The ‘Smart’ Way to Mitigate Risk in a Connected Home

With the continued adoption of Smart Home products, many homeowners welcome devices that promote energy efficiency, cost savings benefits, and added security. These protected homes may present a lower risk for insurers and reduce claims expenses, but are insurers optimizing how that data is being extracted and used to mitigate risk?

How can IoT data be used to obtain a Home Health score?

A “healthy” home has multiple smart devices that are monitoring and communicating to establish the patterns of the occupants. Not only does this allow homeowners to get the most out of their device investment, it enables insurers to accurately assess risk factors and recommend mitigation tactics.

Currently, Home Health scores are derived from individual devices. For example, water usage data is typically evaluated as its own entity. Although a useful input, this only tells us a fragment of the story and doesn’t provide enough insight in determining an accurate score.

The concept of evaluating data from various sensors is also evolving in the home. A water sensor alerts the home to the presence of water, but before another device is signaled to turn off the water, it will cross verify that there is water flowing through the pipes, monitor the water pressure for even the slightest drop, and determine whether the home is occupied. It’s these patterns occurring behind the scenes, combined with the water usage data, that provide the whole story. Cross-pollination of data is more powerful when assessing overall home health and risk which leads to more appropriate reactions.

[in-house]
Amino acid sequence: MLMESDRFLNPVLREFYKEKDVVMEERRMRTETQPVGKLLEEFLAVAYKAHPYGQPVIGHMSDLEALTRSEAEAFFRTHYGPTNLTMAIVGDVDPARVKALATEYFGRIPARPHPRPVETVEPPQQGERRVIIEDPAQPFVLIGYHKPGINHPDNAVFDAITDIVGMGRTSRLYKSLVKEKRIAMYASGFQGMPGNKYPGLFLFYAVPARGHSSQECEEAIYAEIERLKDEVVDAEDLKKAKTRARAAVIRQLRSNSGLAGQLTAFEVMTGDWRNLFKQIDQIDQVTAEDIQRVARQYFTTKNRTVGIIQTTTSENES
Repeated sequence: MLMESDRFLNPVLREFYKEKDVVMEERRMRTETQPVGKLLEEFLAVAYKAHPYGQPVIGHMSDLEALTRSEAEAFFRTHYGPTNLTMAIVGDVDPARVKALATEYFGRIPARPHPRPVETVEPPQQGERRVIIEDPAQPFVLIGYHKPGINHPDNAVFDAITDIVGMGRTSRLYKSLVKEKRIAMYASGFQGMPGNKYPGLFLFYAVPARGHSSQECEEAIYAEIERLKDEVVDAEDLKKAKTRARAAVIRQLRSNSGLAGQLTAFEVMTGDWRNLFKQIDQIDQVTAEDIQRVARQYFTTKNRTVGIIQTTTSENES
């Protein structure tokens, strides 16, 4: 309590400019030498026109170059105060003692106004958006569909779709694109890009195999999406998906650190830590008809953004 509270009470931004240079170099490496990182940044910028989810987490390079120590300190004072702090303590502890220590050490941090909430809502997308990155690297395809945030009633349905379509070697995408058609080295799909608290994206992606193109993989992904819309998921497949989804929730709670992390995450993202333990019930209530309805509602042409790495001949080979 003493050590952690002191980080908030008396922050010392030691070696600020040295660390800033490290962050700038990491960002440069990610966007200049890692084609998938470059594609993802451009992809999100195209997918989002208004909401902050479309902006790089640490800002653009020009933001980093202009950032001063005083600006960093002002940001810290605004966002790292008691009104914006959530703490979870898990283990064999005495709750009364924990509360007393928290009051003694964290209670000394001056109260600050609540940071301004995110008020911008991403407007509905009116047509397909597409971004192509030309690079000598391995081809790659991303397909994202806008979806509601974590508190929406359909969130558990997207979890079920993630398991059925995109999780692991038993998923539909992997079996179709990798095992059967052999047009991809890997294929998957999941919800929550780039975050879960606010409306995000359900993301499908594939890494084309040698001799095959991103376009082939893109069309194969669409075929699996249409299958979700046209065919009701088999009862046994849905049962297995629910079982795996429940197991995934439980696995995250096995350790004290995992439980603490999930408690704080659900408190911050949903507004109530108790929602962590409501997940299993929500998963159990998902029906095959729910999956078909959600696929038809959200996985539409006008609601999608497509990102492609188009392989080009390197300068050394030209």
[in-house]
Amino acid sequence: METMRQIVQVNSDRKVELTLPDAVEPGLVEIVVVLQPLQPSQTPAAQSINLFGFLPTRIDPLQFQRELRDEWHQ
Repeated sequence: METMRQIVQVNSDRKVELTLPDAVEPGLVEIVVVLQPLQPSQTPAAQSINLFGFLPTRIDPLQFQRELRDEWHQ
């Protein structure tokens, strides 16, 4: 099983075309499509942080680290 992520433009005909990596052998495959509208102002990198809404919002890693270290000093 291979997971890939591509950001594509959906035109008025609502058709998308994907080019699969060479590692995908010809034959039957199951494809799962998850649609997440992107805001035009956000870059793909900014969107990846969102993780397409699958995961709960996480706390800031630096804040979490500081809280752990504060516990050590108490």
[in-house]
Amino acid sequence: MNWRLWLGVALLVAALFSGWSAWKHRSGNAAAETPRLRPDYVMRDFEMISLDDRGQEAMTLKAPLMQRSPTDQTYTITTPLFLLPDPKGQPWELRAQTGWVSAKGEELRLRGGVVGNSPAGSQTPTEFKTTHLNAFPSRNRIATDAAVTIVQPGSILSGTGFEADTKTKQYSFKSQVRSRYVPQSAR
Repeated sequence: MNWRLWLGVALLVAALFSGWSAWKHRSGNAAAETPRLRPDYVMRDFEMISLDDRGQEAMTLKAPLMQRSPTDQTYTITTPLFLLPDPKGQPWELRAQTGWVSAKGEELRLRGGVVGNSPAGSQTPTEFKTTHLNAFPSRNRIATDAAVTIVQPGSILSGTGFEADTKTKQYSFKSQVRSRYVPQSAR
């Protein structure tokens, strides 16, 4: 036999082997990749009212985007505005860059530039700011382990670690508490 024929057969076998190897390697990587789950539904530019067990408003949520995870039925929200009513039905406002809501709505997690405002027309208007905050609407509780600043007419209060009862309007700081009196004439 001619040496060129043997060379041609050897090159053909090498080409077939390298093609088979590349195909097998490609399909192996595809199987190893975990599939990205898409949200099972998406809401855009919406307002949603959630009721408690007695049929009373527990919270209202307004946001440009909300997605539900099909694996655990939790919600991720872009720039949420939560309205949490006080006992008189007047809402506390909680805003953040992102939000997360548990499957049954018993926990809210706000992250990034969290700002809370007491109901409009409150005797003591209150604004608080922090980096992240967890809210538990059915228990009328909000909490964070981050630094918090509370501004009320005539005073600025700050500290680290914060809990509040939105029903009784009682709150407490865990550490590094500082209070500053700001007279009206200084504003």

What are the key indicators when determining a Home Health score?

Occupancy Information

What is the pattern of occupancy in the home: full-time, part-time, etc.? Instead of simply using motion sensors to determine occupancy, insights can be gathered from door locks, toilet flushes, electrical usage, etc. to confirm and enhance the accuracy of the data.

Behavioral Data

Does the homeowner embrace smart technology, and is it properly connected to mitigate risks? When a risk condition is identified, does the homeowner take immediate action? How the homeowner responds to the data provided is critical to understanding exposure.

Exposure Data

Insurance data, such as claims history, will help enhance the depth and clarity of the insights and provide a more robust score.

Collecting data is imperative, but it’s the insights unearthed through the combination of different data sources that are the real value. As we continue to learn from the home IoT data we collect and cross analyze it with insurance data, we must weave in other device data points and patterns to build an accurate Smart Home health score. This can help insurers to better determine risk in the home and how to best mitigate it.

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